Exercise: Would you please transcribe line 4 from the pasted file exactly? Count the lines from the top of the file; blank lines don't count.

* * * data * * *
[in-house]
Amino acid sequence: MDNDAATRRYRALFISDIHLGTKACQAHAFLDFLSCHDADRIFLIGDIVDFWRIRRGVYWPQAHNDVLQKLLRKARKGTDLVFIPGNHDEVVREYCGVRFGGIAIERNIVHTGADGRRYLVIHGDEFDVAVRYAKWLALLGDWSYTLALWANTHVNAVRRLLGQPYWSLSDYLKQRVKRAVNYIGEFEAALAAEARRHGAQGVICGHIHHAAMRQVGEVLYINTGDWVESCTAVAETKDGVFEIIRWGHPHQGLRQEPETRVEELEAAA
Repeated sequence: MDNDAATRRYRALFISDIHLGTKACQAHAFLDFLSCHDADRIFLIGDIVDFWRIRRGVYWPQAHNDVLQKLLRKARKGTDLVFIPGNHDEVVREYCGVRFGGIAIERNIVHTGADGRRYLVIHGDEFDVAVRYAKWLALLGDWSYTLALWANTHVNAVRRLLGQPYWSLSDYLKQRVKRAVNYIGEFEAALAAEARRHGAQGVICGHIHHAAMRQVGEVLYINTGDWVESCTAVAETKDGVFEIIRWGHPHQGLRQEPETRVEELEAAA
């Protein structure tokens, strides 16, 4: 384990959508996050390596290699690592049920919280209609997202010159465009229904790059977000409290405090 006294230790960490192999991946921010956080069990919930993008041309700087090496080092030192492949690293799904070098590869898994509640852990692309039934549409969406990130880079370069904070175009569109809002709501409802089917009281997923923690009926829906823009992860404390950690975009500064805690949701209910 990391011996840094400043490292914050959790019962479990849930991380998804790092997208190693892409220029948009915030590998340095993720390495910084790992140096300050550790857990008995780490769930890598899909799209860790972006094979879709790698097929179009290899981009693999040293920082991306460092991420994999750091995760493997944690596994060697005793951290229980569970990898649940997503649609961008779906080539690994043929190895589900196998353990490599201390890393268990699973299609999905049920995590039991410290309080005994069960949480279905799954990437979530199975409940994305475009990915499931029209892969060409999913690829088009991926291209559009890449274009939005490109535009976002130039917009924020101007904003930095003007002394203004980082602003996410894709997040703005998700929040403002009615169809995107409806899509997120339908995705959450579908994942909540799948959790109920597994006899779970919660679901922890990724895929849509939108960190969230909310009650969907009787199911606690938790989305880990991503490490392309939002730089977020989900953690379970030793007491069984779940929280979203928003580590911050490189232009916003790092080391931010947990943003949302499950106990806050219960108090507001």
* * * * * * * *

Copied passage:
């Protein structure tokens, strides 16, 4: 384990959508996050390596290699690592049920919280209609997202010159465009229904790059977000409290405090 006294230790960490192999991946921010956080069990919930993008041309700087090496080092030192492949690293799904070098590869898994509640852990692309039934549409969406990130880079370069904070175009569109809002709501409802089917009281997923923690009926829906823009992860404390950690975009500064805690949701209910 990391011996840094400043490292914050959790019962479990849930991380998804790092997208190693892409220029948009915030590998340095993720390495910084790992140096300050550790857990008995780490769930890598899909799209860790972006094979879709790698097929179009290899981009693999040293920082991306460092991420994999750091995760493997944690596994060697005793951290229980569970990898649940997503649609961008779906080539690994043929190895589900196998353990490599201390890393268990699973299609999905049920995590039991410290309080005994069960949480279905799954990437979530199975409940994305475009990915499931029209892969060409999913690829088009991926291209559009890449274009939005490109535009976002130039917009924020101007904003930095003007002394203004980082602003996410894709997040703005998700929040403002009615169809995107409806899509997120339908995705959450579908994942909540799948959790109920597994006899779970919660679901922890990724895929849509939108960190969230909310009650969907009787199911606690938790989305880990991503490490392309939002730089977020989900953690379970030793007491069984779940929280979203928003580590911050490189232009916003790092080391931010947990943003949302499950106990806050219960108090507001």